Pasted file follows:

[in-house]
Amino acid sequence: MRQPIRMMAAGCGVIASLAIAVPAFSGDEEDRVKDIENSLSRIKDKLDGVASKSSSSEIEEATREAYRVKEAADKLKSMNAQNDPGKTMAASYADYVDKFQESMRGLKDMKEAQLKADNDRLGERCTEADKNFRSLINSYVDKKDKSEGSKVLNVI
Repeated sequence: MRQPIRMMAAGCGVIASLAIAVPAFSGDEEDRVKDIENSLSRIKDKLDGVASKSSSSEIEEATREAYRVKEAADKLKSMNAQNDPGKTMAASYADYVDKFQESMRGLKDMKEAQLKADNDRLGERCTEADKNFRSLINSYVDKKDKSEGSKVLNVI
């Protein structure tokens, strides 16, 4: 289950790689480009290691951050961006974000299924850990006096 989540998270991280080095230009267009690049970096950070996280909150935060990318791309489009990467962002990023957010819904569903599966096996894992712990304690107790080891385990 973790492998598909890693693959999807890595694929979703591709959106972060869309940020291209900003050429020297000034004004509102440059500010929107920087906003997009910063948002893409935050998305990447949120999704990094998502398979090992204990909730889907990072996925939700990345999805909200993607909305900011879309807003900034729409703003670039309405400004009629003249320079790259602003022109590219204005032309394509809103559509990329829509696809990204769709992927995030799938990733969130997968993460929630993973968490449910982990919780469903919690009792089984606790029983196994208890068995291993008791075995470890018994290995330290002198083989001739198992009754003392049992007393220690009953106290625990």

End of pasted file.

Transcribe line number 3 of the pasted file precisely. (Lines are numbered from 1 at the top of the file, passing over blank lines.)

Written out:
Repeated sequence: MRQPIRMMAAGCGVIASLAIAVPAFSGDEEDRVKDIENSLSRIKDKLDGVASKSSSSEIEEATREAYRVKEAADKLKSMNAQNDPGKTMAASYADYVDKFQESMRGLKDMKEAQLKADNDRLGERCTEADKNFRSLINSYVDKKDKSEGSKVLNVI